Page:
From the 5th of September foil is going to be legal to distribute from needle programmes in the UK. Another important piece of harm reduction kit that we can now have in our ‘toolbox’ of interventions and engagement. But changes like this still take far too long to happen.
Back in the 1980s the UK government took the decision to begin syringe distribution to injecting drug users as a way to prevent the spread of HIV. This, of course, worked very well (the UK rate of HIV in injecting drug users is far lower than in countries that didn’t support NSP). This involved having an exception to Section 9a of the Misuse of Drugs Act so ANYONE can give someone else a syringe.
In 2001 more items became exempt (citric, swabs, filters, disposable spoons and water ampules under 2ml in volume); this was in response to the spread of Hepatitis C. After a delay of two years Vit C was added. (For more on the history of paraphernalia laws in the UK Click Here).
But all this is responding to people who are already injecting, what we needed was some way of engaging people BEFORE they injected and an option to help people route transition away from it. Almost all NSP workers have tales of people who come in asking for foil, but when we tell them they can’t have it they take needles. Some services distributed foil anyway (with no one prosecuted), but many – including some of the large charities – remained risk averse and in at least one case I know of, a great worker lost their job over promoting foil as a sensible intervention.
A number of organisations including Release and the National Needle Exchange Forum have spent years campaigning for a further law change to allow legal foil provision. This change has taken over a decade to happen, a delay which has not only possibly caused more people to have blood borne virus infections, but also one that’s reduced the likelihood of some of the big services investing in it.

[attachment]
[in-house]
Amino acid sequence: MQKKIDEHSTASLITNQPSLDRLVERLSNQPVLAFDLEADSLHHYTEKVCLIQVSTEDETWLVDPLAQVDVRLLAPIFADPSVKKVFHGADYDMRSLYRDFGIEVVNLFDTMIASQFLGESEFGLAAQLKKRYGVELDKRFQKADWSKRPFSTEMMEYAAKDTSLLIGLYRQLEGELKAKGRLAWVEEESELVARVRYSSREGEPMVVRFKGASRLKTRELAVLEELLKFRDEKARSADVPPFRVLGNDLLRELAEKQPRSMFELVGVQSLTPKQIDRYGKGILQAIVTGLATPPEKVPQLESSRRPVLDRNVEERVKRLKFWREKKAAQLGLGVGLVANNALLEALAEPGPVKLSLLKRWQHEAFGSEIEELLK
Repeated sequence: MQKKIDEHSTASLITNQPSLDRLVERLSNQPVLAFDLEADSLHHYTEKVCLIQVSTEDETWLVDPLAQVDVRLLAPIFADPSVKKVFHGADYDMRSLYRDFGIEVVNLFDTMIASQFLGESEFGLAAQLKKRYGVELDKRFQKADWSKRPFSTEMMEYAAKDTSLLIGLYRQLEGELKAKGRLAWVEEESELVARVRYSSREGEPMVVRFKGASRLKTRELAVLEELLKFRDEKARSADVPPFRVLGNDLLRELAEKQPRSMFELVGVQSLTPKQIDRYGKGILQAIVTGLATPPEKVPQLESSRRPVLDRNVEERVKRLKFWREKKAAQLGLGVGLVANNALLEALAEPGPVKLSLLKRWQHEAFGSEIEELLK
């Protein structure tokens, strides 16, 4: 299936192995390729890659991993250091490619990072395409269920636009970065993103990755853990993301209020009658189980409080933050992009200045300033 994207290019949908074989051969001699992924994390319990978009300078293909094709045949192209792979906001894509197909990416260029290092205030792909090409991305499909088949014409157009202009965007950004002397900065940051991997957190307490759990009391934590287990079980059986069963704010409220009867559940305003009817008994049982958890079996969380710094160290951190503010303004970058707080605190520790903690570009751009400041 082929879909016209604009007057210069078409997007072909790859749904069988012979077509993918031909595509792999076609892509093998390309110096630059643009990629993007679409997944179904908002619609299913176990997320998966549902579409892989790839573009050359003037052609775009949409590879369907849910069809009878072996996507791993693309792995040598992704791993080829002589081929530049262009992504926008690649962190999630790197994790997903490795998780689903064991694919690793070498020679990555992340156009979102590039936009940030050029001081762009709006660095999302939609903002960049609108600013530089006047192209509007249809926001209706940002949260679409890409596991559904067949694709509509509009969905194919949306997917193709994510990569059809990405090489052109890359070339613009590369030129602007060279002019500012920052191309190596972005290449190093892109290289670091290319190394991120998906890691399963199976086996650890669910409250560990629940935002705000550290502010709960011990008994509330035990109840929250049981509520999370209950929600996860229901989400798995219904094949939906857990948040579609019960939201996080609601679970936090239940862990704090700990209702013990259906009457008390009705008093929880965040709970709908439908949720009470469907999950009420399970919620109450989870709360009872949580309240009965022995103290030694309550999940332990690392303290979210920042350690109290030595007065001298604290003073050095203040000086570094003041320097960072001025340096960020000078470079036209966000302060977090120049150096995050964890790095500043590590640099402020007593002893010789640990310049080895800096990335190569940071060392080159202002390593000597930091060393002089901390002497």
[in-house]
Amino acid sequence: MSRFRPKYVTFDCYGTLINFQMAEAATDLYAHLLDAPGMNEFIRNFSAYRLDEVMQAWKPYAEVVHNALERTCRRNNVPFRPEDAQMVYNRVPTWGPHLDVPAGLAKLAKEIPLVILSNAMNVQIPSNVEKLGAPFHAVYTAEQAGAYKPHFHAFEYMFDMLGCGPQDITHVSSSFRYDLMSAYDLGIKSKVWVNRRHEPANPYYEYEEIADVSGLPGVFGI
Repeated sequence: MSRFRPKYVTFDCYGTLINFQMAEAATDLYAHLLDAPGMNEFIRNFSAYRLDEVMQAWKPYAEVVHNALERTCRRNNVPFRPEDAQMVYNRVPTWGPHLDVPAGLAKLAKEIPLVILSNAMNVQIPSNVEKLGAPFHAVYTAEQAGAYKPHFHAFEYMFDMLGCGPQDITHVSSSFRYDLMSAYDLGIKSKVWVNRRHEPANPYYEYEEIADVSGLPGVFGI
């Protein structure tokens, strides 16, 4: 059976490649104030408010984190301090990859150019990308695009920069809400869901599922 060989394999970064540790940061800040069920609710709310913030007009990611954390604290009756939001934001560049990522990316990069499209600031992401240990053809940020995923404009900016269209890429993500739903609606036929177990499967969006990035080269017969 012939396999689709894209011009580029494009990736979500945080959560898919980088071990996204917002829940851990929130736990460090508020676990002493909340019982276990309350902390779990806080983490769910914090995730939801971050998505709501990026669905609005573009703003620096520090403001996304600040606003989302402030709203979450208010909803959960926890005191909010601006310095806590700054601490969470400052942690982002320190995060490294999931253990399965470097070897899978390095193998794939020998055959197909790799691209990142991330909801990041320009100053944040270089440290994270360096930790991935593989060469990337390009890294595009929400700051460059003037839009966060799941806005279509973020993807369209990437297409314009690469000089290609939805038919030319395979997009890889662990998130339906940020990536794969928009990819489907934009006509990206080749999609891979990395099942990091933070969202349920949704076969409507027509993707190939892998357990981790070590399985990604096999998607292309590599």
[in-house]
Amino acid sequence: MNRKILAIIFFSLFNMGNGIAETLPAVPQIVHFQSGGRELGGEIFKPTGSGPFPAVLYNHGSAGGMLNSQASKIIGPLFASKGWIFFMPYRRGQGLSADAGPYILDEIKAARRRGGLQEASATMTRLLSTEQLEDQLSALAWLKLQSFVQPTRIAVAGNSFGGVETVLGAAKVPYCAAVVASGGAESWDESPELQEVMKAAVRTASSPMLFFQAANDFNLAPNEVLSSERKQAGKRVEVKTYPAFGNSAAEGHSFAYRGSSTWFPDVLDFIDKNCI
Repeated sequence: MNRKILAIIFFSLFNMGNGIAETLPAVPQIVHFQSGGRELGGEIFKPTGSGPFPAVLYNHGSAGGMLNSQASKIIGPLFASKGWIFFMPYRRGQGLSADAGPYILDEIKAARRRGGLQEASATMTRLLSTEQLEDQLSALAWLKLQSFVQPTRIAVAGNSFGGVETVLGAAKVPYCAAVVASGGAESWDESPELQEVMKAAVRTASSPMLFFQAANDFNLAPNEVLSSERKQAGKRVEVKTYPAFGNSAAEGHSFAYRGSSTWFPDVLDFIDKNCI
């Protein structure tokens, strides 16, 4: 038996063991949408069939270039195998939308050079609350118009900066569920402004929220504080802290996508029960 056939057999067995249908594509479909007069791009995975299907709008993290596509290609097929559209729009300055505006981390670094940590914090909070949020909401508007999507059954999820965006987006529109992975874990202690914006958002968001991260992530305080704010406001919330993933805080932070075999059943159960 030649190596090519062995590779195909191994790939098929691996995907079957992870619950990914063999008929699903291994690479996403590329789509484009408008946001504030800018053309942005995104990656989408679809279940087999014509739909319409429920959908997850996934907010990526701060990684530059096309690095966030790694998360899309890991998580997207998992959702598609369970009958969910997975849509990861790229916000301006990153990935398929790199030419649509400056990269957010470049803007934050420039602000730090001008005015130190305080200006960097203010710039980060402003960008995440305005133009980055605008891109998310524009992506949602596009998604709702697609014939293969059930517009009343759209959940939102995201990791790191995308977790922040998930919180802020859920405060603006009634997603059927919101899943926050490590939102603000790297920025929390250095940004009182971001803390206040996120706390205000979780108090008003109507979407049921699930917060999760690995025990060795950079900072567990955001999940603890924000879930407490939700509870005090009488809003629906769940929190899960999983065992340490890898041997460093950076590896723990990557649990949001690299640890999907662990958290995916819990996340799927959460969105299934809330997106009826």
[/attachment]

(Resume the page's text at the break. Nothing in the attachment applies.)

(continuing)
From September the 5th people can legally distribute foil, within certain limitations. In Theresa May’s statement regarding foil last year she said:
I really hope we see services adopting this as a tool, it will help reduce the instances of HIV and Hep C infection, prevent some of the risks cause by vein damage and of course greatly reduce the risks of overdose death.
However funding towards harm reduction focused interventions is being stretched very thin, some areas are moving to a pharmacy only delivery (which would be difficult to class as ‘structured’) and we have some large charities that are desperate to show how ‘recovery orientated’ they are by dis-investing in their existing NSP spending (which ignores NSPs place within ‘Recovery’).
As an early intervention and engagement tool foil is a great piece of kit to have. And added to that foil can be used as a discussion point with injectors about changing their risk levels and it becomes obvious that any organisation working with active drug users should have packs available.